Thursday, June 29, 2006

What short fiction is all about

I've had an exciting day in a writerly sort of way - I was browsing the English books section of a bookstore in Zurich when I found "Runaway" which is Alice Munro's latest collection of short stories (That's her on the left).

Her last collection "Hateship, Friendship, Loveship, Marriage"came out in 2001 and I reread it last year. I even wrote a short review:

"Alice Munro is a long time favourite of mine. She writes short stories that have the impact of novels. She reconnects you to what it is to be human without any sentimentality but with a lot of truth and a dash of love and hope. I reread this collection this year and none of the nine stories have lost their savour. The last story in the collection “The Bear Came Over the Mountain” is probably one of the best short stories ever written. It looks at love, lust, betrayal, loyalty, memory and forgiveness and leaves you feeling understood and hopeful."

So I grabbed a tram to go across town to see "X-Men - The Last Stand" (what can I say- I'm a culture hound) and on my way I started to read Jonathan Franzen's introduction to Munro's collection. I almost missed the film (which, in retrospect would have been a small loss.) - Franzen knows what he's talking about (which is another way of saying that he and I agree on many thougs so he must be a man of great insight).

He explains what it is that sets short fiction apart as well as what it is that makes Munro one of the best practioners of the art. His style is witty and accessible but his content is sharp and perceptive.

He says that he likes short stories because they leave the author with no place to hide: "I like stories because it takes the best kind of talent to invent fresh characters and situations while telling the same story over and over. All fiction writers suffer from the condition of having nothing new to say, but story writers are the ones most abjectly prone to this condition. There is, again, no hiding. The craftiest old dogs, like Munro and William Trevor, don't even try."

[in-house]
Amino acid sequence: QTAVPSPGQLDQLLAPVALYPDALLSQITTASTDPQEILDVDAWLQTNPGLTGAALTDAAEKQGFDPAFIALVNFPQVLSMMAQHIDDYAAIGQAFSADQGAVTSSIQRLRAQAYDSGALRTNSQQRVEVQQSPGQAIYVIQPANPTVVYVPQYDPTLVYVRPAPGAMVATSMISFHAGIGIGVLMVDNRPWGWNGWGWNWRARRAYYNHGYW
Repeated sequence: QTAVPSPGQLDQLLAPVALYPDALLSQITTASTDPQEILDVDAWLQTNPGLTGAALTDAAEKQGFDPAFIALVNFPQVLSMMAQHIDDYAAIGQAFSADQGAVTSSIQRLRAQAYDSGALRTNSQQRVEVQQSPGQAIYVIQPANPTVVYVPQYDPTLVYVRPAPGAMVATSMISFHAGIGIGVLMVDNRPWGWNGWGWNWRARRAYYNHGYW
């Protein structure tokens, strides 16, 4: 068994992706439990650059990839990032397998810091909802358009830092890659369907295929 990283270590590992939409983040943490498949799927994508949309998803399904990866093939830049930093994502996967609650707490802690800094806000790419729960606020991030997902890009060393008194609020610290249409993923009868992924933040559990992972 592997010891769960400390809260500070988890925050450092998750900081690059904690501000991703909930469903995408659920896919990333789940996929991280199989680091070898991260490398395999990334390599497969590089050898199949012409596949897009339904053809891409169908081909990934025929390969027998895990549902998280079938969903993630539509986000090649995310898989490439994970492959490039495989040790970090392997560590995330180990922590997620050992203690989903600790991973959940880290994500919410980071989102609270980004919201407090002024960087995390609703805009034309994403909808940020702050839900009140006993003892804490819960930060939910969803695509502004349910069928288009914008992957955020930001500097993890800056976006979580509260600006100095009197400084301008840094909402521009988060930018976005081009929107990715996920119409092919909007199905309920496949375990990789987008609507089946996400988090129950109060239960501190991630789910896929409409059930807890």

This is something to chew on if, like me, you are a compulsive writer of short fiction. Especially in those moments when I find that I am YET AGAIN writing about guilt and lust and love and self-hate and the possiblity of redemption. It seems I may not be stuck in a rut. I may be just trying to get to the essence of the the thing. Getting to that essence may even by why I have to write.

And what is the essence?

Well I think Franzen sums it up when he says that it is difficult to summaruse a Munro story because "The only adequate summary of the text is the text itself."

That's it. That's want I want people to feel when they read what I've written - THE ONLY ADEQUATE SUMMARY OF THE TEXT IS THE TEXT ITSELF.

My writerly day was made complete when, after the ride back to (yet another) hotel room I went on-line and found that Franzen's review is available from the New York Time site.

I've given the link below. I recommend you read the article and think about what kind of writer you want to be.

And, of course, I recommend that you go out and buy "Runaway" and see for yourself what a master of the form can do.

Franzen's review

1 comment:

guile said...

i devour short stories.. runaway is the best collection i've read in the last five years :)..